Nice time to see prairie dropseed
Prairie dropseed (Sporobolus heterolepis) is one of the prime conservative prairie grasses and is a good indicator of a high-quality site. It has a C value (coefficient of conservatism) of 10 (the max!). The best sites are dry to dry-mesic prairie remnants. Now is a good time to survey such prairie remnants for this species, as its fall color and growth form are characteristic.
At Pleasant Valley Conservancy we had several remnants where prairie dropseed was present. The best was Unit 1 (Kathie's Prairie), which has dozens of colonies. Unit 4 (Tom's Prairie) had two colonies and nearby in Unit 10 there was a single clump growing out of the dolomite. Finally, there were some small colonies growing out of the dolomite on the Rocky Overlook (Unit 6).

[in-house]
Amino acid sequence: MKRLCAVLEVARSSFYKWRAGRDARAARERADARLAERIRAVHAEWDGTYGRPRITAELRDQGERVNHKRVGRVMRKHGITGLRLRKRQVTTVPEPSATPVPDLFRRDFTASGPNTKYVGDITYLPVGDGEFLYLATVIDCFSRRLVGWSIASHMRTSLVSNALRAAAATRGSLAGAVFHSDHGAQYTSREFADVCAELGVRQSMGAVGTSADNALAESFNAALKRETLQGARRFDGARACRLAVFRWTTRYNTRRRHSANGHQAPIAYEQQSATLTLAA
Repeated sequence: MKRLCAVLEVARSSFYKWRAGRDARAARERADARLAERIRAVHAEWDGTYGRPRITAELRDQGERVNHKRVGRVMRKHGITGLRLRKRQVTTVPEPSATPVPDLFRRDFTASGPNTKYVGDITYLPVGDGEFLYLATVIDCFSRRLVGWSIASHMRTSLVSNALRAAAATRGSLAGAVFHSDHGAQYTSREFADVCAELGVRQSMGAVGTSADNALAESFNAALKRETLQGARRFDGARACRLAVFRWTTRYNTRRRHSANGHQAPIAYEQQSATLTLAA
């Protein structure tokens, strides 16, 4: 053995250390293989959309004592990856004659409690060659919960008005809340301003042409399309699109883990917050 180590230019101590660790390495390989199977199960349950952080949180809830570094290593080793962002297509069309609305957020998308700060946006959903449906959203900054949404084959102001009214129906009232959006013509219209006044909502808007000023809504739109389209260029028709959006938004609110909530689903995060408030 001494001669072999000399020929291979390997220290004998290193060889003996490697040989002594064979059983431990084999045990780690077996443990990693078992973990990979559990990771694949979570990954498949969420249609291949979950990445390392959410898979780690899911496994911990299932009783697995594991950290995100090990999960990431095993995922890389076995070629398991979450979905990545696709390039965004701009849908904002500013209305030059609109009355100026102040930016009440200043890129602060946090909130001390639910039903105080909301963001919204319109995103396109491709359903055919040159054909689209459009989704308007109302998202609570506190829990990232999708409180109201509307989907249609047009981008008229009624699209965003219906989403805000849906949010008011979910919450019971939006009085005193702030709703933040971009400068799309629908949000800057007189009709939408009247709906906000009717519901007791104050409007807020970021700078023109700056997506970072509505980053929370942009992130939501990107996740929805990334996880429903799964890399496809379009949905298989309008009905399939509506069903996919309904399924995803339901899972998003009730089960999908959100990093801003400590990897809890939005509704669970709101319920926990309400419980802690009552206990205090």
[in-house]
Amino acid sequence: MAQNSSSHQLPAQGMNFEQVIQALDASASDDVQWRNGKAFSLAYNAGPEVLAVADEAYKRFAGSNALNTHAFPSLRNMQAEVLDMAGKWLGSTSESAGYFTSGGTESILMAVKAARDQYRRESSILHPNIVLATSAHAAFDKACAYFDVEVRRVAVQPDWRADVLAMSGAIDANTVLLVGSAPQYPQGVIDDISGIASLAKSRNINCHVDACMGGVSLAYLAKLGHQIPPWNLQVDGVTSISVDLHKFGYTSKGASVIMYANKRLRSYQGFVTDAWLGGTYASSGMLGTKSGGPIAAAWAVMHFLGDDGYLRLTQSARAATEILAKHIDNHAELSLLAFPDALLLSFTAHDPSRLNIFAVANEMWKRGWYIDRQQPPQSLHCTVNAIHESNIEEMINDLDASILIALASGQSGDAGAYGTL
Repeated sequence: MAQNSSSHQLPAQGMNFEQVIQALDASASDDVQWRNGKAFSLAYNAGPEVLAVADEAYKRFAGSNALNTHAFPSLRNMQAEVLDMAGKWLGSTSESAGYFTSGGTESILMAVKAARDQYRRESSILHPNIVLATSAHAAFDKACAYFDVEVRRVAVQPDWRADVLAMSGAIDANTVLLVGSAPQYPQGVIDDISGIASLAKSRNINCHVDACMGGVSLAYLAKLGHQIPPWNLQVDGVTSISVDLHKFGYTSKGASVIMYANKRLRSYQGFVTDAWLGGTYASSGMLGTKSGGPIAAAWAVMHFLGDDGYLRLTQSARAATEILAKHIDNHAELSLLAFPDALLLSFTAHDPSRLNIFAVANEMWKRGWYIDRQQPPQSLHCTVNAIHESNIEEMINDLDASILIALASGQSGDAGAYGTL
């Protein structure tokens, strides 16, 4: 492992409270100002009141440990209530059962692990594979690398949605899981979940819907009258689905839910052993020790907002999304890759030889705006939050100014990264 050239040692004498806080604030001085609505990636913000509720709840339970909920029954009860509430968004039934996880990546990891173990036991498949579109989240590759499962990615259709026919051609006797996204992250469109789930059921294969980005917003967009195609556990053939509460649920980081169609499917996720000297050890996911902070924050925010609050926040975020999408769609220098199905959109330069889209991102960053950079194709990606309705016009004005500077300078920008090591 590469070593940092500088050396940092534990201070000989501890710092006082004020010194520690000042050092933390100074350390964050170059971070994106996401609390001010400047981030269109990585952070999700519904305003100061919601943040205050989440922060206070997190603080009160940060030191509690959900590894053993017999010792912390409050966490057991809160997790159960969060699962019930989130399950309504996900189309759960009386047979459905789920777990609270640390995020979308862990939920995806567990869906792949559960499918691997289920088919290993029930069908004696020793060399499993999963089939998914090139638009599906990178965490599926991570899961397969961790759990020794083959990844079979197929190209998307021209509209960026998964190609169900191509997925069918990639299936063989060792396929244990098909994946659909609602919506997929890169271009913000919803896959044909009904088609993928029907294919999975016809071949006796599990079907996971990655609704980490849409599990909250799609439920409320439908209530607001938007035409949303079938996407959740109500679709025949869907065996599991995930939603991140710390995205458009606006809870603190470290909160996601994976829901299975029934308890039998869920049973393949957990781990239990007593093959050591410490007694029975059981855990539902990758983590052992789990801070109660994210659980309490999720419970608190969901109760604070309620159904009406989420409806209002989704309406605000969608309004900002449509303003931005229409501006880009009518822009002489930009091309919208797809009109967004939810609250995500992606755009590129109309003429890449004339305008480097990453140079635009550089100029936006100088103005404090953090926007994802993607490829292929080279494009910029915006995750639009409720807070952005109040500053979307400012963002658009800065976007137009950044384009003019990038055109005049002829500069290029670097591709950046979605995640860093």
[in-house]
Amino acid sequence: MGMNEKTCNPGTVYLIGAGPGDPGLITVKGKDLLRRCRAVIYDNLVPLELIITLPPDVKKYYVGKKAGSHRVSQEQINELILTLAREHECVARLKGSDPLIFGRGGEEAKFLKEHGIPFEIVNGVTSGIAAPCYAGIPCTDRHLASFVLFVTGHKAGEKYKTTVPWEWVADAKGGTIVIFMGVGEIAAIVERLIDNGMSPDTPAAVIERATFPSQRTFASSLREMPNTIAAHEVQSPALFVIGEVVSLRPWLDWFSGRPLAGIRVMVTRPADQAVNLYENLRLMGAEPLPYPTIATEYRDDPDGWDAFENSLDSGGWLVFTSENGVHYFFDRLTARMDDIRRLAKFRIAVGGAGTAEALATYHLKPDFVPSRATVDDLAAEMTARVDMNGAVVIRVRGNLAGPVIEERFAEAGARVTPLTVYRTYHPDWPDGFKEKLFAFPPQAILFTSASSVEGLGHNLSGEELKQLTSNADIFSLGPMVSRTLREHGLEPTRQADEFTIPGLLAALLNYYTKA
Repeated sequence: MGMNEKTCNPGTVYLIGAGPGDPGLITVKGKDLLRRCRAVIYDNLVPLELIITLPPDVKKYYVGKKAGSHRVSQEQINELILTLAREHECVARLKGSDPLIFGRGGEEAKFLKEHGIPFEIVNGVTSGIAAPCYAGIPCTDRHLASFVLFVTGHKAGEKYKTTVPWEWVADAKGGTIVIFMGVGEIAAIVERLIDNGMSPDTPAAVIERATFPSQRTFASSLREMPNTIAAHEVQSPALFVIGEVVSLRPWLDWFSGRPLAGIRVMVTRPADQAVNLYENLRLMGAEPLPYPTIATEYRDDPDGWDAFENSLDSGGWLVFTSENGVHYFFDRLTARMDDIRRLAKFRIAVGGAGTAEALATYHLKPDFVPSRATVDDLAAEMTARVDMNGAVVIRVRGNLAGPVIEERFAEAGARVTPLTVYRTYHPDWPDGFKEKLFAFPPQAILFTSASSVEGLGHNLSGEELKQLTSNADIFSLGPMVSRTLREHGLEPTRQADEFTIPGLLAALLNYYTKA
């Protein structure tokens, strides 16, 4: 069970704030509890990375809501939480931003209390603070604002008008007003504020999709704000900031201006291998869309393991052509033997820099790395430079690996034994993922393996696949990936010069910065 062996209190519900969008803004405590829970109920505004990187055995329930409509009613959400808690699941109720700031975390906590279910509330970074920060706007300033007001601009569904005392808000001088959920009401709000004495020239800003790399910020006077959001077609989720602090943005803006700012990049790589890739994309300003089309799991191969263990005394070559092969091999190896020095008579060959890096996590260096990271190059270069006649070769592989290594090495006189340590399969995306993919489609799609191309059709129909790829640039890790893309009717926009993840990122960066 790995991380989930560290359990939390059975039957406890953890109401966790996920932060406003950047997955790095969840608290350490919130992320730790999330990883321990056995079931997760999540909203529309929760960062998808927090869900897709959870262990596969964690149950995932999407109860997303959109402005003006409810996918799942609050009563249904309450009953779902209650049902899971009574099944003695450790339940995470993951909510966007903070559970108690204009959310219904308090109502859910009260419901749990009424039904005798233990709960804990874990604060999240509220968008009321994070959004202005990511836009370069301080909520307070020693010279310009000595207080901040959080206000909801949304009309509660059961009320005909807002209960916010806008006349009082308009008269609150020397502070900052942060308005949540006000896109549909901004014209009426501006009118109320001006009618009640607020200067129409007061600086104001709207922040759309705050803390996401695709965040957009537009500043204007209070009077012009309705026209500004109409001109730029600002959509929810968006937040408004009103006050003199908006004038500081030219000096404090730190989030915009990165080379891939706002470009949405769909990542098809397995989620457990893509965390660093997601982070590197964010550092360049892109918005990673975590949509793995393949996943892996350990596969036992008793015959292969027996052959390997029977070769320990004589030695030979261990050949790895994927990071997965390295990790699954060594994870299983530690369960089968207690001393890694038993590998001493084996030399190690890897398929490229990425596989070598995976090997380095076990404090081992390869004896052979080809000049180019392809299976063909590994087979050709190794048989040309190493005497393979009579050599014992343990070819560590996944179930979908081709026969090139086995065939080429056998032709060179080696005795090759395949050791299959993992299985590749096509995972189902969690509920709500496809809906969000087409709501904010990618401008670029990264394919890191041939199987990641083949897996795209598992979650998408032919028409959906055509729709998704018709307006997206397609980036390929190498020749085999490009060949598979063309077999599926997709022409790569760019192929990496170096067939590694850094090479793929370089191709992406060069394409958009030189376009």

After our first burn of Unit 1, in 1997, the dropseed flourished and set lots of seed. We used this to plant other areas. In addition, we set out greenhouse-raised plants in some likely areas. One of these was the sandy slope at the SE corner of the Pocket Prairie. Because of the sand, this area favors dry-site plants. (Lupine does very well here.)
It took quite a few years for dropseed to get well established at this site, but now it is really flourishing.
Several days ago we collected smooth aster seeds here and I was struck by the great color of the dropseed. As the photo shows, the smooth aster is also quite colorful.
Prairie dropseed isn't always this colorful. Yesterday I was helping collect seeds at Hagen Prairie and noticed that the dropseed was more of a plain brown color (although still growing in characteristic clumps).